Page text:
In many parts of the country, one party simply holds all the power, making the party primary tantamount to election. The power of incumbency weighs heavy, even in a place like Liberty County where Republicans win comfortably at the national level. Every local office holder has always been a Democrat, and every office holder’s father and grandfather has always been a Democrat, and even if you don’t like the party in Washington you (along with 75% of Liberty County’s registered voters) are probably a Democrat too. Regardless of the condition of the national party, these are the folks you go to church with and see around town. It’s also common knowledge that whoever wins the primary wins the general election, and as a result everybody who’s anybody runs in the Democratic primary. The Democratic organization has strong relationships with the town’s prominent citizenry, and has built the operation necessary to get its candidates elected every time. The Republicans, meanwhile, have no money and no organization, and there’s never been any reason to treat it as anything more than a joke. The Democratic primary, of course, is still tantamount to election, and you’d have to be a fool to pass up the real election in order to run as a Republican in the general. The Republicans have no membership, no organization, no money—even if you’re deeply conservative, you run as a Democrat, because that’s how you win elections.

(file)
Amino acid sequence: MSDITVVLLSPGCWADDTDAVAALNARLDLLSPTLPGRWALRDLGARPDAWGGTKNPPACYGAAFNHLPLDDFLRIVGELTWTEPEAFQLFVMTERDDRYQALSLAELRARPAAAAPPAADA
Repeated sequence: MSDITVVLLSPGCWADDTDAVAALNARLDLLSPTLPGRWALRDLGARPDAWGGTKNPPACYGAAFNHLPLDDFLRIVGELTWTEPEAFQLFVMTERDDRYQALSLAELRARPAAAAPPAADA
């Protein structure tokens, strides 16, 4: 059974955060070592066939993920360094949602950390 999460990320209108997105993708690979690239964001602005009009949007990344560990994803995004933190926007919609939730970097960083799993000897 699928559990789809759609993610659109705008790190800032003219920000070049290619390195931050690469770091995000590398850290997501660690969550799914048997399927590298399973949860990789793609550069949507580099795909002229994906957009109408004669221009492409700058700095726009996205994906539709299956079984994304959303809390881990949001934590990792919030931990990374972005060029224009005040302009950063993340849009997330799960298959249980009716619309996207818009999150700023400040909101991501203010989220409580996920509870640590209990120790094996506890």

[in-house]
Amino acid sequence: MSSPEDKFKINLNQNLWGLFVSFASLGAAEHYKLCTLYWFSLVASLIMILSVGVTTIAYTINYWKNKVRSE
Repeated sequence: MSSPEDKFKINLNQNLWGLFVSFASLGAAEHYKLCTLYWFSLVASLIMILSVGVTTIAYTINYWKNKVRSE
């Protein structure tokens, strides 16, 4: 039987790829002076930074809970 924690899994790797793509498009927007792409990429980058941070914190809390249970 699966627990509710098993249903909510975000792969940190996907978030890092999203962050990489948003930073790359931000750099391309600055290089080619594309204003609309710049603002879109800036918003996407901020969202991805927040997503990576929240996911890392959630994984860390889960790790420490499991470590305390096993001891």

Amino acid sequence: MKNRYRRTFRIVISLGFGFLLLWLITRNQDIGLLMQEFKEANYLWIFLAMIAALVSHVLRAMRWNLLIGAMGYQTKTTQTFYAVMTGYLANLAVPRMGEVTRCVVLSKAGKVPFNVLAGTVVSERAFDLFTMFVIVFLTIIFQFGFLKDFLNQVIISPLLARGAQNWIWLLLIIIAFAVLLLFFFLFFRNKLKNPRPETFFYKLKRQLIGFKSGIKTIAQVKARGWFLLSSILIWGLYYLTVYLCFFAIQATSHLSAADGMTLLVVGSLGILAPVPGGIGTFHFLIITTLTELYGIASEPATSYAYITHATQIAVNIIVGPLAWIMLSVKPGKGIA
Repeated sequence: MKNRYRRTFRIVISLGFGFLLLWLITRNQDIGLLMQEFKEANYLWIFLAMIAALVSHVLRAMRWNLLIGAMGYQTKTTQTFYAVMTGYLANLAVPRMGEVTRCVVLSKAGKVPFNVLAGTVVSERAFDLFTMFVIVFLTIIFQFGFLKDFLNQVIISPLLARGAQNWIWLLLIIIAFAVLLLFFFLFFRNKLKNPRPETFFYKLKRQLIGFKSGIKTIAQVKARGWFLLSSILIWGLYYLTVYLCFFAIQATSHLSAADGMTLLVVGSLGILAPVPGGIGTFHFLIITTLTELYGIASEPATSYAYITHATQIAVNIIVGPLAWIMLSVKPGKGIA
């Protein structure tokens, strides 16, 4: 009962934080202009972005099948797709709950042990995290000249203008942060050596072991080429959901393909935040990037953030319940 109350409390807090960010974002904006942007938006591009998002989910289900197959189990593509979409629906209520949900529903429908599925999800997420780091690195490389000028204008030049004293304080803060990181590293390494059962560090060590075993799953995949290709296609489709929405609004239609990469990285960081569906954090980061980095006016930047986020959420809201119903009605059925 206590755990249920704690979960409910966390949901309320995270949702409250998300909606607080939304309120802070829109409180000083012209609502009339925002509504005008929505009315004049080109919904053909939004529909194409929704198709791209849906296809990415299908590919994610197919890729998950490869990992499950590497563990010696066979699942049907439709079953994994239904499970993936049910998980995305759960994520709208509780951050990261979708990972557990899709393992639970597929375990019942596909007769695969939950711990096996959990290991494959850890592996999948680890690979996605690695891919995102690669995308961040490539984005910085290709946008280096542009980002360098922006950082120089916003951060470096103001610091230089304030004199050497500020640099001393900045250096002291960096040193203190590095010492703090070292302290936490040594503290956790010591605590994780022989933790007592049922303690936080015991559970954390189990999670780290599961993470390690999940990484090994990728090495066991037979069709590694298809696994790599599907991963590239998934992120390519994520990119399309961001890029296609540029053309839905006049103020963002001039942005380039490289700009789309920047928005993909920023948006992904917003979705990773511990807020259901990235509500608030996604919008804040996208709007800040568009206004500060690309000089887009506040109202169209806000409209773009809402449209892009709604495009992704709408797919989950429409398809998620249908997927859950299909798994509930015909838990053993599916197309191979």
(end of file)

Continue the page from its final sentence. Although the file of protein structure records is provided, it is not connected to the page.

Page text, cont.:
Beyond the advantages of incumbency, however, this system is able to remain in place as a result of the difference between local and state or national issues. Louis Brandeis called the states “laboratories of democracy,” and the allocation of distinct and separate powers to states and the federal government mean that a political party has to operate at both the state and national levels to effectively enact a policy vision. There is no similar mandate at the local level, as localities only have so much control as the state chooses to allow them. While municipal issues certainly sometimes overlap with national debates, such as Seattle’s recent minimum wage hike, there is none of the guaranteed overlap as there is with state governments. As a result, most local elections are fought over issues with no connection to the platforms of the major parties. In my hometown of St. Petersburg, one of the most important issues in the 2013 mayoral election was about the design of the new city pier. While a pressing question, as the pier is one of the city’s architectural landmarks and the new construction would require a large portion of the city’s budget, it’s also an effectively nonpartisan one. There is no particular partisan position favoring one design over another, and neither party’s platform comments on waterfront redevelopment in St. Petersburg. This effect tends to grow stronger in smaller communities, where the municipal government is less likely to tackle “big issues” like immigration or gun control.